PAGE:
By Jose Miguel Alonso-Trabanco
The existence of mercenary units – understood as professional fighting forces at the service of the highest bidder in the context of an armed conflict – is not a new phenomenon. In fact, it goes back thousands of years. For instance, the so-called ‘Ten Thousand’ (a sophisticated group of mercenaries from several Greek city states) participated in conflicts that were fought in several corners of the Persian Empire.
During the Renaissance, Swiss mercenaries were exceedingly prestigious throughout Europe and their services were often demanded by the armies of countries like France, Spain, England, and the Netherlands. They were regarded as fierce warriors and their assistance in the battlefield was handsomely rewarded in economic terms. Their prowess and the quality of their skill also gave them access to powerful royal courts and senior decision-makers, an asset that was later masterfully harnessed by the Swiss Confederation to advance its national interests.
However, the essential concept of mercenary work has evolved. For instance, the most paradigmatic case in modern times is the American private military company Blackwater, which was involved in security activities and even covert tasks in challenging operational theatres like Iraq and Afghanistan. The company was also involved in the protection of critical infrastructure and natural resources in regions which were seen as strategically important for Washington’s geopolitical agenda.
Since its creation, the company was linked to both the American military-industrial complex and the US intelligence community. Later renamed ‘Xe’ and nowadays called ‘Academi,’ the private firm offers specialized training, security consulting services, tactical gear, and military-grade operational equipment.
Israel has also had its fair share of private security contractors. That’s hardly surprising, considering the country’s proficient military, intelligence, and law-enforcement capabilities and expertise. For example, the Israeli firm Black Cube – whose staff include former Mossad personnel – performs all sorts of intelligence tasks for both national and international clients who are able to afford its professional services. This illustrates that the services provided by private security companies are remarkably diverse.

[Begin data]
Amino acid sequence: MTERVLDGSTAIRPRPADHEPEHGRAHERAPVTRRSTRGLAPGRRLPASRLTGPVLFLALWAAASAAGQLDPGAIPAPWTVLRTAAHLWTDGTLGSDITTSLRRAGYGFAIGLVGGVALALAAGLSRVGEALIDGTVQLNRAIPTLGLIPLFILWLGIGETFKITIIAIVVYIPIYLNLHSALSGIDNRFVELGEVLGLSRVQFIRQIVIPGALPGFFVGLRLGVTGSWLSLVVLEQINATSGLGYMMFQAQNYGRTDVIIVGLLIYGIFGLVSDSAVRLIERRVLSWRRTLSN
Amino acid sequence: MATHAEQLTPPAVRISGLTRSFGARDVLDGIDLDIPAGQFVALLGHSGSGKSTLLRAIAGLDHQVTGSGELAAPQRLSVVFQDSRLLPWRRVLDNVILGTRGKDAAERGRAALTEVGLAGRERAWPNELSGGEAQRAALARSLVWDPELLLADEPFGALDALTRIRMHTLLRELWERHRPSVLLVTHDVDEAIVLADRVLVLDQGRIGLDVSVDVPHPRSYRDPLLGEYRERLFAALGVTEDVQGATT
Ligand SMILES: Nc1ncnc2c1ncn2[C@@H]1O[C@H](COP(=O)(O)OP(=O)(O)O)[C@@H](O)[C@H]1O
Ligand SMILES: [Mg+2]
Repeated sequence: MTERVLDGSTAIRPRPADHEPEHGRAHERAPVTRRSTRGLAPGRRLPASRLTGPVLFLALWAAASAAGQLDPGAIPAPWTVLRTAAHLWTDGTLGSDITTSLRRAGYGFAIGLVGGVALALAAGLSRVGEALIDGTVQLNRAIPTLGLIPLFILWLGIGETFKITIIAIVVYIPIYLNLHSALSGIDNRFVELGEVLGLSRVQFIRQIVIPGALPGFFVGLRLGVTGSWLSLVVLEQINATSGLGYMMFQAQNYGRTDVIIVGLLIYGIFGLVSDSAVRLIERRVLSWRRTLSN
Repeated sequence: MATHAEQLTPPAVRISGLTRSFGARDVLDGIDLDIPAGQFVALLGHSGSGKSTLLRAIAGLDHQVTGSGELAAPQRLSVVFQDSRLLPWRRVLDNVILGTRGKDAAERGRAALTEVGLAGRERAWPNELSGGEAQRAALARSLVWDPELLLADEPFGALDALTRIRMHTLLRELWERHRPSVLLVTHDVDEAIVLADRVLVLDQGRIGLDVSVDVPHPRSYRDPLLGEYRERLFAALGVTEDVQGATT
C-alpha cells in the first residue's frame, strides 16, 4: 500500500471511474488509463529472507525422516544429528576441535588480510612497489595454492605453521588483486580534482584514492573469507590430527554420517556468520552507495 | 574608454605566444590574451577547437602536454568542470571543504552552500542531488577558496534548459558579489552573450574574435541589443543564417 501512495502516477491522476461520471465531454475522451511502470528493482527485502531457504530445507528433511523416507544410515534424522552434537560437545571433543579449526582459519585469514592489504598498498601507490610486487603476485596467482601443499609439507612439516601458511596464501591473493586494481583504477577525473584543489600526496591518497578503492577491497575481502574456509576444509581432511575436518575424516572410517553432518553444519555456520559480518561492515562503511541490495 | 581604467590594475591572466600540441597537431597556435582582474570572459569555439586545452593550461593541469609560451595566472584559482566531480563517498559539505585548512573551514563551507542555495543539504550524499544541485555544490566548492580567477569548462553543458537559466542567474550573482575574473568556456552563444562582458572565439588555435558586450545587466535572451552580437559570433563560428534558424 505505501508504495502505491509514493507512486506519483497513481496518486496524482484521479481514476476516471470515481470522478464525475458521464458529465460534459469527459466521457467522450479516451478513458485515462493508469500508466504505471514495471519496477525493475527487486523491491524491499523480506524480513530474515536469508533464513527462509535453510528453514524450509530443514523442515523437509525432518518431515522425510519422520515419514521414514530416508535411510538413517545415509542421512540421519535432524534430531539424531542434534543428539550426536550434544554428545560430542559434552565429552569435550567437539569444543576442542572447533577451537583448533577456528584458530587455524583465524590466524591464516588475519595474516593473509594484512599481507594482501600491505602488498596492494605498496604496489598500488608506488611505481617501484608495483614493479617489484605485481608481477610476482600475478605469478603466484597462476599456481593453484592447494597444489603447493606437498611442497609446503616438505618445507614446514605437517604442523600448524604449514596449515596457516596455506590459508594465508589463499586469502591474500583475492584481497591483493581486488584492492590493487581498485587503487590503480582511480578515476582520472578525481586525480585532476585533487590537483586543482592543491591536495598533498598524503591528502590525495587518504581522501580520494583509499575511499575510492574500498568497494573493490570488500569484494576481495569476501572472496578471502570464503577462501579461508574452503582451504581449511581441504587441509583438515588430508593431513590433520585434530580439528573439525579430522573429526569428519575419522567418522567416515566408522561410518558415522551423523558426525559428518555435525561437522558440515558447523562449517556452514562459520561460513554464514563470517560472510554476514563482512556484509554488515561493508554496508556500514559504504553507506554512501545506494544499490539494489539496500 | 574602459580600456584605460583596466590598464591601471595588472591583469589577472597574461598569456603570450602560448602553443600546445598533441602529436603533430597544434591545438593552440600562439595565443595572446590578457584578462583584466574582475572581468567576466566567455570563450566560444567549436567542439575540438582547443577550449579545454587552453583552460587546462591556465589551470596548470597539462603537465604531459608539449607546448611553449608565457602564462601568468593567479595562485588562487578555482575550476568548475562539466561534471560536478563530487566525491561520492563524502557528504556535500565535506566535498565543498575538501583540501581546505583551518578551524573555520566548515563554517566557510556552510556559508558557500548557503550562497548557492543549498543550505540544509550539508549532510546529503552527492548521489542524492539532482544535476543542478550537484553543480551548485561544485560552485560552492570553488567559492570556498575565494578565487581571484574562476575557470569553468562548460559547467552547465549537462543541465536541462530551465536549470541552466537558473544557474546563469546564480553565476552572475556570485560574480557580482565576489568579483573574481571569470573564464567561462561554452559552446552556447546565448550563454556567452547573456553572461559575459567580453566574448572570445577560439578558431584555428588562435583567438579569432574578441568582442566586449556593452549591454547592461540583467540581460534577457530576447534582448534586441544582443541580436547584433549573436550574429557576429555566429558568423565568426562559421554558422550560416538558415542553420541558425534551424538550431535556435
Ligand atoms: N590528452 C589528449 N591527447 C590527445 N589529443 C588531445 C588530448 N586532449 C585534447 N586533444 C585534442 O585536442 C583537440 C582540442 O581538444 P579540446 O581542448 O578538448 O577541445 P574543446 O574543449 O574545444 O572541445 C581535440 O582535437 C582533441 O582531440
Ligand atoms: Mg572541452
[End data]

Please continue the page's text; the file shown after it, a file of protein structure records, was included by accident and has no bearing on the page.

These trends reflect several realities, including the increasing complexity of the 21st century’s global geopolitical dynamics, the competitive proliferation of all sorts of private security services in worldwide markets due to a growing demand, the rise of new forms of conflict which involve both state and non-state actors, and the diminishing line that distinguishes peacetime from wartime.
Not unlike the U.S. and Israel, the Russian Federation has established its own private military company. Perhaps adequately named after a German composer who embraced militaristic ideas, the Wagner Group has reportedly been active as a fighting force in Syria, eastern Ukraine, and the Crimean Peninsula. Ironically, whereas in Syria it has been involved in counter-insurgency activities against heavily armed militant jihadists, in Ukraine it has fought along the pro-Russian separatists against Ukrainian regular forces.
Additionally, it seems the company’s contractors no longer operate just in Eurasia. Interestingly, the Wagner Group’s activities in Sudan are related to the protection of gold, uranium, and diamond mines. Their presence in the Central African Republic is presumably motivated by mining interests as well. Also, they may have already reached the Western hemisphere. In fact, according to unconfirmed journalistic sources, Wagner Group operatives are acting in Venezuela as a praetorian guard of the beleaguered Maduro regime.
Although the company is not precisely known for its compliance with transparency standards (it does not even have an official website), it is known it was founded by Dmitriy Utkin, a former special forces commander that used to work for the so-called GRU –Russian military intelligence. Moreover, not unlike its foreign counterparts, the Wagner Group seemingly coordinates its operations with Russian military and intelligence units. Tellingly, one of the Wagner Group’s training centers is adjacent to a military base located in the rural locality of Molkin, near the Black Sea.